IMF: Russia must reform or growth will taper off
Russia must make fundamental changes to its fiscal and monetary policy in the next few years or face slower, more volatile economic growth that falls far short of its potential, a senior International Monetary Fund official told Reuters.
To achieve annual economic growth of up to 6 percent the government needs to cut its non-oil budget deficit to 4.7 percent of gross domestic product by 2015, Odd Per Brekk, the IMF's resident representative in Russia, said in an interview.
Yet the government has suspended that medium-term goal and now targets a deficit - after stripping out energy revenues - that will remain over 10 percent of GDP over the three-year planning horizon in Finance Minister Alexei Kudrin's budget.
The central bank must also switch to targeting inflation as its sole policy focus, moving away from managing the rouble's exchange rate; an approach that amplifies external shocks driven by oil price swings and volatile capital flows.
It should cut its medium-term annual inflation target to a range of 3-5 percent - compared to the central bank's 2011 target of below 7 percent, Brekk said.
“If you don't come to grips with instability, you are not going to get the investment that you need for realizing your growth potential and for stability and diversification,” he said.
“If you continue the policies of the last decade you're likely to have growth tapering off to 3.5-4 percent over time, you will have a less diversified economy, more vulnerable to external shocks, less buffers to withstand those shocks.”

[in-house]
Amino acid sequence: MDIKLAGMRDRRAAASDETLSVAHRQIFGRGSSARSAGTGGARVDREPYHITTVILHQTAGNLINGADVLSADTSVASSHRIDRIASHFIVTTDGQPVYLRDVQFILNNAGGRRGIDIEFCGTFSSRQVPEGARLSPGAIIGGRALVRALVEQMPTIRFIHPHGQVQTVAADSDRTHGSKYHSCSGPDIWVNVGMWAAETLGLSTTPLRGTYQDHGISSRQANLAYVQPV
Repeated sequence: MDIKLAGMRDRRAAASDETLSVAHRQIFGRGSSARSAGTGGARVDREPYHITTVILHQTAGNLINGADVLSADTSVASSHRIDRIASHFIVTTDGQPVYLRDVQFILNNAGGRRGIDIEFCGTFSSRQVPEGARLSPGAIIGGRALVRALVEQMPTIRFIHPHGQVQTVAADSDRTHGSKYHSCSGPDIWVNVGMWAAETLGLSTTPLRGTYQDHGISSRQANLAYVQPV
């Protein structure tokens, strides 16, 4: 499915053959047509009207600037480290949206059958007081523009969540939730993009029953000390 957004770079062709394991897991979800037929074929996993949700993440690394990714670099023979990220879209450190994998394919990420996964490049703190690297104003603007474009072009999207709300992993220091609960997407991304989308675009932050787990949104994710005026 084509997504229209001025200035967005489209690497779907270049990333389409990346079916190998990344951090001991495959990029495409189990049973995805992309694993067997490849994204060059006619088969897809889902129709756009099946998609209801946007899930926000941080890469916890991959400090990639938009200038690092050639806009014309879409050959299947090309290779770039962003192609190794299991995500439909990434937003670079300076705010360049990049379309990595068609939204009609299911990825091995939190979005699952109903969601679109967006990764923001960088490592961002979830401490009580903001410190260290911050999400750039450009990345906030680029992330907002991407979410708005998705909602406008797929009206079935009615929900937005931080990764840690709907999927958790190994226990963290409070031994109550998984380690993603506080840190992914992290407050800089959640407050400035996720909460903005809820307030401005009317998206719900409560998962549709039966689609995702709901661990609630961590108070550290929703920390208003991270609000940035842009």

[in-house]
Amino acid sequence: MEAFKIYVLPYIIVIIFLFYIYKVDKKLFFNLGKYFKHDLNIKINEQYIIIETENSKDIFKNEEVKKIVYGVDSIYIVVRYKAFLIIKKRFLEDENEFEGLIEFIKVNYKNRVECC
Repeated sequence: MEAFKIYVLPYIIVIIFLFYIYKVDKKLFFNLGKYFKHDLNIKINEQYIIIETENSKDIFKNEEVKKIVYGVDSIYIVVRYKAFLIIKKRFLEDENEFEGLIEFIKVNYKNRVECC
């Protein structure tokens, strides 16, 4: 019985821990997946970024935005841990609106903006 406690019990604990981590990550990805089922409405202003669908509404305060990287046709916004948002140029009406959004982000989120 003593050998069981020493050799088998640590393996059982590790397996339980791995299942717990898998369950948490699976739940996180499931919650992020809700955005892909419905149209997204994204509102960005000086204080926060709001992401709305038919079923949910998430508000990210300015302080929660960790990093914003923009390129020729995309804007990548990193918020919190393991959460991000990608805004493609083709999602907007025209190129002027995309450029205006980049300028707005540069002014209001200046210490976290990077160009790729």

On Tuesday, the IMF cut its 2011 GDP growth forecast for Russia to 4.3 percent from previous 4.8 percent and next year to 4.1 percent from 4.5 percent.
The Russian economy, where nearly half of federal revenues and two-thirds of exports are accounted for by energy, has grown on average at a rate of just over 5 percent in the past decade. But that growth has been volatile, Brekk noted.
“The Russian economy for the past 10 years has shown a much greater degree of macroeconomic instability than countries that you would like to compare it with,” he said, referring to the other 'BRIC' countries - Brazil, India and China - eastern Europe and commodities exporters like New Zealand and Australia.
Part of the instability comes from Russia's dependence on oil and its high export concentration by commodity. “You have a vulnerable structure, but on top of that economic policies have played a role,” Brekk said.
“Both, fiscal policy and monetary policy have contributed to the instability over the past decade. And on both, the fiscal policy front and the monetary policy front, you need firmer anchors.”
MORE AMBITIOUS FISCAL POLICY NEEDED
The IMF recommends “a more ambitious but also a more growth-friendly” fiscal consolidation. Taxes need to be reformed, without raising rates, while subsidies and tax breaks should be curbed, Brekk said.
“There's a fairly substantial scope for raising revenues without raising tax rates in the sense that you can improve tax administration, you can reduce exemptions,” he said.
But fiscal policy alone will not assure Russia's path to stable growth, Brekk said.
“You also bring inflation down through successful inflation targeting, you do get the banking system on firm footing and you also deal with some of the structural reforms,” Brekk said.
To help achieve a lower inflation goal, the central bank should streamline its range of interest-rate instruments, setting a single effective policy rate as its primary policy goal.
“The issue is really about focusing on inflation, having a monetary policy focused squarely on inflation and not on other things,” Brekk said. - Reuters